· examine the operation and effectiveness of current ombudsman programs, advocacy programs, offices of consumer affairs, appeals procedures and other opportunities for clients of the two departments and members of the public to express their interests to the departments;

· consider models for client representation in use in other states; and

· make recommendations for the Department of Human Services and the Department of Mental Health, Mental Retardation and Substance Abuse Services.


Current Programs and Services

The Task Force’s initial focus was to identify the current programs and services that provide advocacy services and other assistance to clients of the departments and members of the public. The following is a brief description of many of the programs and services identified and discussed by the Task Force.

Department of Human Services

JUDICIAL APPEALS: The judicial system has jurisdiction over department decisions subject to the administrative hearing process. Administrative decisions may be appealed to the Superior Court. The judiciary is also the first level of process for several department functions such as child and adult protective and child support enforcement. In child protective cases, a guardian ad litem is often appointed to advocate for the best interests of the child or children involved.

COMMISSIONER’S OFFICE: The Commissioner’s Office responds to client concerns and complaints relating to department services. Referrals are made to the appropriate program for follow up and response or directly answered by the Commissioner’s Office.

OFFICE OF LEGISLATIVE AND CONSTITUENT AFFAIRS: This office responds to all general inquiries to the department and responds specifically to issues affecting constituents relating to department services. Inquiries are referred from the Governor, Legislature, Congressional delegation and other state agencies. Direct inquiries are also made by DHS clients and the public. The majority of inquiries relate to child support enforcement, child welfare and TANF/ASPIRE/Medicaid/food stamp issues. Referrals are made to the appropriate program for follow up and response.

ADMINISTRATIVE HEARINGS DIVISION: The department has an administrative hearings division to handle hearings and appeals of department decisions. Hearings are conducted in accordance with the Administrative Procedures Act. Hearing officers are employees or contractors of the department. Any person aggrieved by a decision of the department may request an administrative hearing; administrative hearings decisions may be appealed to the Superior Court.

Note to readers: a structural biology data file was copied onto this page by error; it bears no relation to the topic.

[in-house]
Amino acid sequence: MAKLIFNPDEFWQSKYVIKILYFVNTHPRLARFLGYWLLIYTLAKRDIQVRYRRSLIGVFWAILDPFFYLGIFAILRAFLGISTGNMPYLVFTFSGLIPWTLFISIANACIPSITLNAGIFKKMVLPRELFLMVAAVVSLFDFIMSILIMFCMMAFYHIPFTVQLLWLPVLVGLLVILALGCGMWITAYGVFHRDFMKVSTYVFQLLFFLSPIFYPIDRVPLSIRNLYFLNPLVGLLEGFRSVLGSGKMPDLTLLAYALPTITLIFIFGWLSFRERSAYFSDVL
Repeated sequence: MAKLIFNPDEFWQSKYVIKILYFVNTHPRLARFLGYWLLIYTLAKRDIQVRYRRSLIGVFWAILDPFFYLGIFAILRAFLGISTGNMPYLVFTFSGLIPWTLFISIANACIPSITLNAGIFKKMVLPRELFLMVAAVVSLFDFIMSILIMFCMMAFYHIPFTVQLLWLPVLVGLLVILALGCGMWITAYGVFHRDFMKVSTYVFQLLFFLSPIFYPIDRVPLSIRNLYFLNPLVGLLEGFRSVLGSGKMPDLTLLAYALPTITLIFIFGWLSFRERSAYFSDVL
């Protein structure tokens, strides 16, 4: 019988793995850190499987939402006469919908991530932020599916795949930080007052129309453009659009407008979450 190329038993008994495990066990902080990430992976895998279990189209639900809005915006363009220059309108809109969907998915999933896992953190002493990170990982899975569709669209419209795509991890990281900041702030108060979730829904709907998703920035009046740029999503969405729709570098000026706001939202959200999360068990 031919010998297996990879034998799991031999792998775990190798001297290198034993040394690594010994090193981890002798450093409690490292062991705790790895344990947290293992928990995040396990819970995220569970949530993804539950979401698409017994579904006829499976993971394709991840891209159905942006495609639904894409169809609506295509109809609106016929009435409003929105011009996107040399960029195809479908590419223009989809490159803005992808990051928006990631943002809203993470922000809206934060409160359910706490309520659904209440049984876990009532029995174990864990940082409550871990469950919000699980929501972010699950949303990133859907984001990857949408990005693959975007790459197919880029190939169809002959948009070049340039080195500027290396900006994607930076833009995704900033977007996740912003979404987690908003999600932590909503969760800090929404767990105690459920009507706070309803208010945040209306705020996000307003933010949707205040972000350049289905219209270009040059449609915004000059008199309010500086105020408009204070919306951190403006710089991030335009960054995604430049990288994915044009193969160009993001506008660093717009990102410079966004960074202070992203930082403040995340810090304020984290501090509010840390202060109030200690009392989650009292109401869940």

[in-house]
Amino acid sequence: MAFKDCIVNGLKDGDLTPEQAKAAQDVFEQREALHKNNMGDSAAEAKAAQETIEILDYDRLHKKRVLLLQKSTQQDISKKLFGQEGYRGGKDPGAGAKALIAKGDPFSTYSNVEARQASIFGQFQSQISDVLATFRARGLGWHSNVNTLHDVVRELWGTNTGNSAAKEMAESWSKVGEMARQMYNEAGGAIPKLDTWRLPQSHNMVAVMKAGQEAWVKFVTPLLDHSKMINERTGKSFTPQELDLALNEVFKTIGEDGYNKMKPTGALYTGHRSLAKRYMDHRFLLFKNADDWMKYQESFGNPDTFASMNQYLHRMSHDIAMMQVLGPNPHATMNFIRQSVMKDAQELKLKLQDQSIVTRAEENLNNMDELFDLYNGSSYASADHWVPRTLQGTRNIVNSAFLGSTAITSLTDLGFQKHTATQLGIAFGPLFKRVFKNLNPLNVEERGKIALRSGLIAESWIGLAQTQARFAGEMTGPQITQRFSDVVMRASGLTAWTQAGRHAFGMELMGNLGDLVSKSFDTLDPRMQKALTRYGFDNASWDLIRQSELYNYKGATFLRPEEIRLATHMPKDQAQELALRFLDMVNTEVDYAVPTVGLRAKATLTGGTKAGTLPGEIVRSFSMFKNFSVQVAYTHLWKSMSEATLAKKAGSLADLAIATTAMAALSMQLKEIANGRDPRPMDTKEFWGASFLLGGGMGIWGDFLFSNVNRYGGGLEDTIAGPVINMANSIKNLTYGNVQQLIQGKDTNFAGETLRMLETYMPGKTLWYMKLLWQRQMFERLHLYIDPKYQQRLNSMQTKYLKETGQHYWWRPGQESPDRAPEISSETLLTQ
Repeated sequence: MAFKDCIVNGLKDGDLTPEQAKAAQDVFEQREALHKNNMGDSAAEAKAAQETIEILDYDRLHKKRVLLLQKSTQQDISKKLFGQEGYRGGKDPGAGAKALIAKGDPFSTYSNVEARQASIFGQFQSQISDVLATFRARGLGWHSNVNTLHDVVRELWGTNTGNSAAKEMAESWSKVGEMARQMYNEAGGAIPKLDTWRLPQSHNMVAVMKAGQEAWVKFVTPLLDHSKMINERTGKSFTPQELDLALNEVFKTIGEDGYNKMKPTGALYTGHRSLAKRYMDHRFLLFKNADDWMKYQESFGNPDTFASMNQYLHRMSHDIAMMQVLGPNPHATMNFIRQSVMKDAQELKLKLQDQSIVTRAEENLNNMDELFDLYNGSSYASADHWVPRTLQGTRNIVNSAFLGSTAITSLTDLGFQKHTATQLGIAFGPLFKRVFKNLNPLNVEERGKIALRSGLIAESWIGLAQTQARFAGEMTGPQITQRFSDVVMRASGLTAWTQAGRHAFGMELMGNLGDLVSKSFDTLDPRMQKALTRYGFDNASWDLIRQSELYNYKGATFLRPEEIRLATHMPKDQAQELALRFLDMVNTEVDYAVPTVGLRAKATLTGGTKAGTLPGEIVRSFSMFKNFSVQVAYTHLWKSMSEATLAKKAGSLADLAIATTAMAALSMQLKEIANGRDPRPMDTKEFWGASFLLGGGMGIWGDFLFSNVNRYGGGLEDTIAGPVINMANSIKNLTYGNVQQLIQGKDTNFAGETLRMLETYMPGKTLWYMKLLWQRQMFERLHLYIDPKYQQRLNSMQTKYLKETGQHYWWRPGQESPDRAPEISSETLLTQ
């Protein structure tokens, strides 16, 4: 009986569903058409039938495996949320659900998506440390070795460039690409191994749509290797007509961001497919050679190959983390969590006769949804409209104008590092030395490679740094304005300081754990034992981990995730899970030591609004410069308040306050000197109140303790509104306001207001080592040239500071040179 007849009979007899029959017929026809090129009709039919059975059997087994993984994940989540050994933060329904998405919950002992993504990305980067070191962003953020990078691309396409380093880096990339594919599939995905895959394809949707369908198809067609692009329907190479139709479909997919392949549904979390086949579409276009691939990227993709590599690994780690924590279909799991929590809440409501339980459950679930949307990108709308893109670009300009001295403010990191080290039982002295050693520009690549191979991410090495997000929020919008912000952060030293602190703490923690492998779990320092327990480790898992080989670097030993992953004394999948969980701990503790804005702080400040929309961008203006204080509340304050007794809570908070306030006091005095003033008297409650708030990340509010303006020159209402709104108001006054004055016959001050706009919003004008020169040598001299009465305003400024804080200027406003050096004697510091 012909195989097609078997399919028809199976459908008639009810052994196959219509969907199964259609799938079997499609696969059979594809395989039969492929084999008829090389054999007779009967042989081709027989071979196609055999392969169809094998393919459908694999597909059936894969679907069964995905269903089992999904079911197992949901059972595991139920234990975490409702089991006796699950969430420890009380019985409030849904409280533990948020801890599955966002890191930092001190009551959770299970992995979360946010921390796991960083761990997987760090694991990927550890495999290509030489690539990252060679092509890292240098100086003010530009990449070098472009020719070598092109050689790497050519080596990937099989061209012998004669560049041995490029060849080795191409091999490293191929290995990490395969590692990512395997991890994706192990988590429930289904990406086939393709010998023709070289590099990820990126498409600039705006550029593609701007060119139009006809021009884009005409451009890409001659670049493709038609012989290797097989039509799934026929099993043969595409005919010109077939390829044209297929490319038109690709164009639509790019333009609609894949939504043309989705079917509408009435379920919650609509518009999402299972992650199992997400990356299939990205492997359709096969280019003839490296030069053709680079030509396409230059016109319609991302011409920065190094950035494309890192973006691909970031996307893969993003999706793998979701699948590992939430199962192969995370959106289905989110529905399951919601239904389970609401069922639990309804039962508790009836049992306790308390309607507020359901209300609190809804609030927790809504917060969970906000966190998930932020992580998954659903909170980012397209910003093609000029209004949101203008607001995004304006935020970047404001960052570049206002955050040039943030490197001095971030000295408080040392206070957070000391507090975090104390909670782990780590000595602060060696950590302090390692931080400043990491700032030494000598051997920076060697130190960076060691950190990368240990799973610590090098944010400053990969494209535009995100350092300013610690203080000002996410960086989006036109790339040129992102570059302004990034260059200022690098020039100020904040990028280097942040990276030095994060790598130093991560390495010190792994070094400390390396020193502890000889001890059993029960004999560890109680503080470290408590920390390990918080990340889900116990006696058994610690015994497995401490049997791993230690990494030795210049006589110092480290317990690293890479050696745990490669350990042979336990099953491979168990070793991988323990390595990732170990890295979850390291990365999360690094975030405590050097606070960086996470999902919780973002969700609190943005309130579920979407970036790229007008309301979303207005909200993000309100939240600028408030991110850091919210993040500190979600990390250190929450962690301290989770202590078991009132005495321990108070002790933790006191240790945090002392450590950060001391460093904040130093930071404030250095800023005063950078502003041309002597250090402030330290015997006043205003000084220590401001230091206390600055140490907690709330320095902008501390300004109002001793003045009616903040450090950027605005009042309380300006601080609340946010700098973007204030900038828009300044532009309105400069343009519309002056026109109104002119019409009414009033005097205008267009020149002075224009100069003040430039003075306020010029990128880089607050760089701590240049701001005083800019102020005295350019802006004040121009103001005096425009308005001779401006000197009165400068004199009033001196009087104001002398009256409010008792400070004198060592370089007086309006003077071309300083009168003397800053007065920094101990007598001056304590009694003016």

CHILD SUPPORT ENFORCEMENT COMPLAINT AND INQUIRY UNIT: The department is required by statute to maintain a centralized system to receive and respond to complaints and inquiries from persons eligible for support enforcement services; the system must also be used to identify and eliminate chronic problems within the support enforcement program.

LONG-TERM CARE OMBUDSMAN: The long-term care ombudsman program is operated by a non-profit organization under contract with the department. The ombudsman, employees of the program and trained volunteers do the following: visit, talk with and make personal, social and legal services available to residents; inform residents of their rights, entitlements and obligations under federal and state laws by distributing education materials and meeting with groups or individuals; assist residents in asserting their legal rights regarding claims for public assistance, medical care and social security benefits or in actions against agencies responsible for those programs, as well as in all other matters in which residents are aggrieved, including, but not limited to, advising residents to litigate; investigate complaints received from residents or concerned parties regarding care or other matters concerning residents; and participate as observer and resource in any on-site survey or other regulatory review performed by state agencies pursuant to state or federal law.

MEDICAID MANAGED CARE OMBUDSMAN: The Department has established a voluntary Medicaid managed care component to the Medicaid program. Through a contract with an outside entity, the Department has developed an ombudsman program to educate and assist participants in the Medicaid managed care component. The ombudsman assists participants in understanding and navigating the system; assists with appeals and grievances; and tracks patterns of complaints.

CHILD WELFARE SERVICES OMBUDSMAN: (Not funded since FY’93, but enabling legislation remains in statute) Public official appointed in the Executive Branch to receive and investigate citizens’ complaints against state agencies which provide child welfare services and, when deemed necessary, may propose remedial action.